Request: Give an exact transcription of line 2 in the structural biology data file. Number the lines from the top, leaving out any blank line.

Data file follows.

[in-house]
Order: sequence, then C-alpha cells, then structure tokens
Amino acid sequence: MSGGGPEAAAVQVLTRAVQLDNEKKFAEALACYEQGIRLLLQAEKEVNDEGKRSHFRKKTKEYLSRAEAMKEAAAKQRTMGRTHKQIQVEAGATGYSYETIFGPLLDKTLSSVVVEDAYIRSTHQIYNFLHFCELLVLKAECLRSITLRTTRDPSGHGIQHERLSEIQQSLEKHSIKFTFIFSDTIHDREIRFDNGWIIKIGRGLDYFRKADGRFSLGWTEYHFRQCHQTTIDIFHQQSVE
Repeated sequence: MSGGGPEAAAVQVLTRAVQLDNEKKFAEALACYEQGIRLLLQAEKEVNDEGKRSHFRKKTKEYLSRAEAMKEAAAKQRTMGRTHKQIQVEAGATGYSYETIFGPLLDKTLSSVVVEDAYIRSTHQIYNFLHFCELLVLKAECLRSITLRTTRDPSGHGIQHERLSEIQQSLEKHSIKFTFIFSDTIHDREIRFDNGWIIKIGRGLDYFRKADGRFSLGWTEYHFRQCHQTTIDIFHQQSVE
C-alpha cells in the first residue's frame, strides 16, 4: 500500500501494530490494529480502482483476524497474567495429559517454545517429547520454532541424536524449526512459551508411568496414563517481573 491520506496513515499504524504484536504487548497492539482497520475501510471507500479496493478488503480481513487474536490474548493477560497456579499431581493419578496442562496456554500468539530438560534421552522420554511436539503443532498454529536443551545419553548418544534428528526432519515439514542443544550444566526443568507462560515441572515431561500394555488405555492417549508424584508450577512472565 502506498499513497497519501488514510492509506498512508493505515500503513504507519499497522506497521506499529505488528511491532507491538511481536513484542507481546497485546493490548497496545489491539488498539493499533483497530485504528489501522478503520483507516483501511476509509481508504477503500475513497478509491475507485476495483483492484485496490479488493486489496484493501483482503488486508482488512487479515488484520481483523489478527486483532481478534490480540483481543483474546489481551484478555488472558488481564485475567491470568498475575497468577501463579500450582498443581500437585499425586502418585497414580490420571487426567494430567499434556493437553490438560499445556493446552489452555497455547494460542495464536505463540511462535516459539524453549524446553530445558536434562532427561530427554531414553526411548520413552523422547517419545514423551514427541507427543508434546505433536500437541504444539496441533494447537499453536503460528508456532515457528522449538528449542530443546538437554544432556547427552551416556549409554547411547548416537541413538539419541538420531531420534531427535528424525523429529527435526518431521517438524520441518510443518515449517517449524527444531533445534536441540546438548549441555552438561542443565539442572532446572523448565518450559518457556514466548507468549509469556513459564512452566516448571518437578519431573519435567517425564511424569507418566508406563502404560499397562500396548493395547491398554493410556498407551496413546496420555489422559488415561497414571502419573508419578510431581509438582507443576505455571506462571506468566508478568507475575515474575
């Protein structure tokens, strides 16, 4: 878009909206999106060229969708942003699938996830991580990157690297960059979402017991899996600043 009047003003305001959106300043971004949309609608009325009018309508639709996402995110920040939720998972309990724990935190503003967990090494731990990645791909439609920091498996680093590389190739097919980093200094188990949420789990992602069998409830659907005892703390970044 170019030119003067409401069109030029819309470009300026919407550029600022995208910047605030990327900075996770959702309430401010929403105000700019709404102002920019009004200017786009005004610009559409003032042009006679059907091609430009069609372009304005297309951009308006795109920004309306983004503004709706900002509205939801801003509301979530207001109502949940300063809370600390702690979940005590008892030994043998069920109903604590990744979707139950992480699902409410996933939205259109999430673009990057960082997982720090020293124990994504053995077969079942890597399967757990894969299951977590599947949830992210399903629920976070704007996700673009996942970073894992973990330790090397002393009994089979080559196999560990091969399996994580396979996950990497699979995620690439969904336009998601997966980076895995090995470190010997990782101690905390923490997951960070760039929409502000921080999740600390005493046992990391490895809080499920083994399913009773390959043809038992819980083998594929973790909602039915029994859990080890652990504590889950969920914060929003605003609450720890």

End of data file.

Order: sequence, then C-alpha cells, then structure tokens